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Blood Vessels. 1978;15(1-3):198-207.

Potassium-induced relaxation as an indicator of Na+-K+ ATPase activity in vascular smooth muscle.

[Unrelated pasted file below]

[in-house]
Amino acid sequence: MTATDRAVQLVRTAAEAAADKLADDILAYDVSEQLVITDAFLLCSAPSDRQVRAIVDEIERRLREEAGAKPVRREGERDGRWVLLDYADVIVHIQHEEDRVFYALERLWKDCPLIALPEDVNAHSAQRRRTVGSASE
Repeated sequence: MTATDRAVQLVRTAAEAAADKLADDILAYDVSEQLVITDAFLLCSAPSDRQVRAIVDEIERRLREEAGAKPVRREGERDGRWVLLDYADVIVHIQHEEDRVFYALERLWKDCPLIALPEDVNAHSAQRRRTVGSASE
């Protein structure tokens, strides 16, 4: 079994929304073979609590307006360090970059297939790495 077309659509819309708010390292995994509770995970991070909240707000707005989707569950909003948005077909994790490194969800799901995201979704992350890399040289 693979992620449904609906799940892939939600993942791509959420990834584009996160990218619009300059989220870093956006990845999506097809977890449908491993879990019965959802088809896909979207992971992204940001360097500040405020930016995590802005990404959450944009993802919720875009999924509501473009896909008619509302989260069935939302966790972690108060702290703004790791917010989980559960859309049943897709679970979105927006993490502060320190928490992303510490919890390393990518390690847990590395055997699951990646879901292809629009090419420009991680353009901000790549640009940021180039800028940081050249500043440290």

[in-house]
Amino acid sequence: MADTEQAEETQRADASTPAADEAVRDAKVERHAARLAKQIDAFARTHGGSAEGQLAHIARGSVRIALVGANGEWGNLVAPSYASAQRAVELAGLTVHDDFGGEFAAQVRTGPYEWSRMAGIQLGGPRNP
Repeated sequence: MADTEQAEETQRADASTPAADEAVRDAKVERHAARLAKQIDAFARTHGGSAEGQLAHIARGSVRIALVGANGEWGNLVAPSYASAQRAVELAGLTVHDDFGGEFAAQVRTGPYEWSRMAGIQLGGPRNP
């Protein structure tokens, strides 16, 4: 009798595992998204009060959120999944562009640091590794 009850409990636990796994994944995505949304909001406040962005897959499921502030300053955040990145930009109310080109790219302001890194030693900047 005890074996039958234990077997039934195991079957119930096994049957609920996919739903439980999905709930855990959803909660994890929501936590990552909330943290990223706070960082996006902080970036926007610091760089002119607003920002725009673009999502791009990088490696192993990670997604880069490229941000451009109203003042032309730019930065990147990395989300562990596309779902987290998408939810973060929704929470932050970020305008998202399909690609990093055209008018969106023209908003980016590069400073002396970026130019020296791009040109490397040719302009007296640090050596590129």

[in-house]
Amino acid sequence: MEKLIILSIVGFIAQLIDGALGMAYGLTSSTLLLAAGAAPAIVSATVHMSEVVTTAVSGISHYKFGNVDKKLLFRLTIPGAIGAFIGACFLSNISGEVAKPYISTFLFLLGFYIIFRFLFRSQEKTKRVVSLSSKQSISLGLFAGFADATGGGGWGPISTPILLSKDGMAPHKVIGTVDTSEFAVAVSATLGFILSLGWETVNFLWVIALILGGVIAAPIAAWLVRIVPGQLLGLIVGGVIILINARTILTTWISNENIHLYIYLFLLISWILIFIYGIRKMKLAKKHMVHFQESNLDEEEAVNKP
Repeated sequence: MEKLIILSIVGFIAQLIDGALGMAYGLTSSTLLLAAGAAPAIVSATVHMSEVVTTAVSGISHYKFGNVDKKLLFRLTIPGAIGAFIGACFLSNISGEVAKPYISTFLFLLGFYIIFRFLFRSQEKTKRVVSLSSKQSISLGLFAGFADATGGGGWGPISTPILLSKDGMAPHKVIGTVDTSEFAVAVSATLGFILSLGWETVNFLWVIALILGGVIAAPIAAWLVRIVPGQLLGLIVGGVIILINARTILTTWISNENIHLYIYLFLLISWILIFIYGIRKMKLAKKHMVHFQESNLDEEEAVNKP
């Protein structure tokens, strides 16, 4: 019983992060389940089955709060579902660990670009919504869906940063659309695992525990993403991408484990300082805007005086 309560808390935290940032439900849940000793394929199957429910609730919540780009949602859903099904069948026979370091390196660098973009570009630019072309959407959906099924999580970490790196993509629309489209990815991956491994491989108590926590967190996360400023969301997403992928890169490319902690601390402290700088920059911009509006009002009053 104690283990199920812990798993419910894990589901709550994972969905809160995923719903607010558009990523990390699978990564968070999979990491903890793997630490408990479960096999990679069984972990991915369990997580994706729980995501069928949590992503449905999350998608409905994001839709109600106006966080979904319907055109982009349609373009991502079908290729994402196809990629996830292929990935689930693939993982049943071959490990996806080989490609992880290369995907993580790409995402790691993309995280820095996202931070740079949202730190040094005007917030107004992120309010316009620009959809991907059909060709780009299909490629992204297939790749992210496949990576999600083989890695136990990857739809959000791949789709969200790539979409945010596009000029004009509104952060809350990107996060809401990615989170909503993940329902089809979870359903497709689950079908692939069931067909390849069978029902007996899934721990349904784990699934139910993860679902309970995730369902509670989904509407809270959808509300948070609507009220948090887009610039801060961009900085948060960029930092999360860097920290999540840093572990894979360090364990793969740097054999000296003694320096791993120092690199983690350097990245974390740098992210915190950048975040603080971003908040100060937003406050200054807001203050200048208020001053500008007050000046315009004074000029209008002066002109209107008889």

Helical strips of rat tail artery were observed to relax in response to potassium after contraction induced by 10(-7) g/ml norepinephrine in potassium-free solution. After several minutes of relaxation, the strips showed an abrupt redevelopment of tension. The amplitude of the potassium-induced relaxation was employed as an index of the activity of the electrogenic sodium-potassium pump and hence of the Na+-K+ ATPase. This assumption seemed justified because the observed amplitude of potassium-induced relaxation paralleled known effects of the following variables on Na+-K+ ATPase: (1) intracellular sodium concentration; (2) ouabain administration; (3) magnesium; (4) temperature, and (5) potassium concentration. The relaxation that occurred in response to potassium is suggested to be due to an enhanced Na+-K+ ATPase resulting in increased electrogenic transport of sodium and potassium and, consequently, hyperpolarization. We propose that potassium-induced relaxation of rat tail artery may be used as a functional indicator of Na+-K+ ATPase activity in vascular smooth muscle.

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